Thursday’s Wandering Thought

He took an afternoon walk up and down the town’s hills. Many interesting sights were seen but what made him think the most was the signs posted at a house of worship: “No Trespassing”. “Trespassers Will Be Prosecuted”. He saw at least four of those two signs on the two side of the church he passed.

He wondered what they worshipped inside.

The Disconnect

He walked through the neighborhoods of circa 1940 and 1950 bungalows and craftsman houses. The newer neighborhoods were ranches built in the 1960s and 1970s, larger houses with smaller yards.

Throughout were large oak, sycamore, and maple trees, along with cars and RVs filled with belongings parked up against the curbs. Some cars had people sleeping inside. Others had windows or doors open with people lounging by their vehicles, smoking cigarettes, talking to others, listening to music, or reading books.

Churches occupied every third block, churches with an acre or more of vast asphalt for parking with signs stating, “Church Use Only. All Others Will Be Towed.”¬†

Somehow, seeing those cars and RVs of homeless parked on the streets and the vast empty church parking lots, he thought there was a disconnect, but he just couldn’t connect it.

The Church Tam Dream

* I always thought a tam is a hat. The use in this context is from the dream.

A friend of mine (L) was beside me. He’s exactly how he now is, about twenty-five years older than me, a retired, silver-haired engineer coping with COPD.

We were on a wide, well-paved asphalt street lined with trees. I said, “Where’s Church Street?”

He said, “Here. You’re on it. This is Church Tam.”

“Church Tam?” The term confused me.

L said, “That’s why we were confused. You’re asking how to find the place where you are.”

I was still thinking about that when he moved off with a shoulder shift, nod, and wave that signified good-bye. At that point, I saw a white Church off to one side. It was set well-back on a sloping green lawn. Large and simple, it looked like many of the unassuming, clean-lined churches I’ve seen throughout my lifetime.

I was more interested in another set of buildings that were further back and off to one side. Built of cinnamon-orange bricks and of a straightforward, square design, the two buildings were in tandem, with a smaller one in front of the taller one. Whether I knew it or heard it, I knew that the building in the back hadn’t been opened in many years and that it held secrets and historic information. Wanting to explore it, I followed a sidewalk to the front door.

Large, paneled windows were visible on each. As I walked up to the front door, I saw movement behind the windows. A tall man was looking out at me as he moved toward the front door. Half-turning, he waved to others behind him. Two children trotted after him, followed by a woman.

Opening the door, he stepped out. Tall, slender and white, his hair and beard were a dark gray. He was dressed in a plaid shirt and blue jeans.

The children came up as he said, “Welcome. We’ve been expecting you.” As he finished that, a woman in an apron came out, wiping her hands as she joined the other three.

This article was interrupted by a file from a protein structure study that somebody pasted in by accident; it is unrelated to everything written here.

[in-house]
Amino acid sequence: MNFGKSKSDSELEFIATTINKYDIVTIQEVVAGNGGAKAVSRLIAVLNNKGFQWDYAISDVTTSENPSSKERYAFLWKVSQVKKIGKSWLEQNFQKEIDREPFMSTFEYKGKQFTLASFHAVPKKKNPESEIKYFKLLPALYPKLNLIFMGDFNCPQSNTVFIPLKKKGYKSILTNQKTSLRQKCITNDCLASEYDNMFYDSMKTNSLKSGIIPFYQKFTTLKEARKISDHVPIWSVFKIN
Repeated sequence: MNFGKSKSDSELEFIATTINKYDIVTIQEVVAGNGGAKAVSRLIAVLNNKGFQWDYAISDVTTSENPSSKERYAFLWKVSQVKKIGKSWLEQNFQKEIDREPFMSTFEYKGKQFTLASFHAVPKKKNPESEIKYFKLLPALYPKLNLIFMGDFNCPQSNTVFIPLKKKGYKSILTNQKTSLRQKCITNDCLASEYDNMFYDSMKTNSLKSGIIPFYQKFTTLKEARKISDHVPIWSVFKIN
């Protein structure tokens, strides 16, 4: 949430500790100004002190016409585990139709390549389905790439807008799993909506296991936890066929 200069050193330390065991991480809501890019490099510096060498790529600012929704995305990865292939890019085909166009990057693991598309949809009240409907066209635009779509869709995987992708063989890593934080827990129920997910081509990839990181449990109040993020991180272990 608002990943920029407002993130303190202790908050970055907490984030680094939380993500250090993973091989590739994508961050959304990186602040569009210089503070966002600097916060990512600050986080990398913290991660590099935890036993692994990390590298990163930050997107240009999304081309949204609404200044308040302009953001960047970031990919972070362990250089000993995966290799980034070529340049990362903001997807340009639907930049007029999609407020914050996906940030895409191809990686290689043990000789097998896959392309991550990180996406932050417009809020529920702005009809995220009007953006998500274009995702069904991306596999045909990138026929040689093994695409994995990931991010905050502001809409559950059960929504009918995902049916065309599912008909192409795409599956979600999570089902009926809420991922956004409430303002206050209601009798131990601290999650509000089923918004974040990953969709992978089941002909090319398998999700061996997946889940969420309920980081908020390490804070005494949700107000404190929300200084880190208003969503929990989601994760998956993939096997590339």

I didn’t say anything but looked at the group and building. I was wondering how to get into the big building to learn its secrets. The man said, “Come on in. We have room for you and food.”

“Thank you,” I said. He and I shook hands. The children were shy but seemed to know me. The woman smiled and then went into the house.

We followed her in. She was going down a polished, dark wood hall, but the man and I stopped in a large front room sparsely furnished with a fireplace, thick wooden coffee table, and several leather armchairs. He repeated his welcome. I protested that I couldn’t stay with him and that I thought he was mistaken about expecting me because I’d just decided to come here on an impulse. He laughed at that, telling me, “No, we’ve been expecting you.” Telling me that he’d been right back, he went down the hall.

I was left alone. Looking around, I saw pale-green double doors set in a stone wall. Sconces were on either side. Like cathedral doors, they were pointed at the top of the arc where they met. They were painted, but it looked like a century had passed since it was last painted. The doors were hinged, with a large keyhole in the middle.

Giggling, the children shuffled up, but stayed back. They talked in tandem, telling me that people couldn’t go into the other place because it had a lot of secret and important treasures and things in it, and that they’d never been allowed in it.

“I know,” I said. “That’s why I’m here. I want to go in.”

“You can’t,” the children said. “Nobody can. Nobody’s allowed to go in there.”

I said, “Someone must go in there. Does anyone have the key?”

“Yes,” one child and then the other said with thoughtful looks. “My Dad,” the boy said. “He has the key.”

“Maybe if I ask him nice, he’ll let me in,” I said.

As I was saying this, the man approached. In one hand was a large ring of keys. On his other palm was a single key. “Here you go,” he said. “I think this is what you’re looking for.”

The dream ended.


I had this dream four days ago as part of a dream bomb that lasted several days. Its impact was more sharply felt than the rest.

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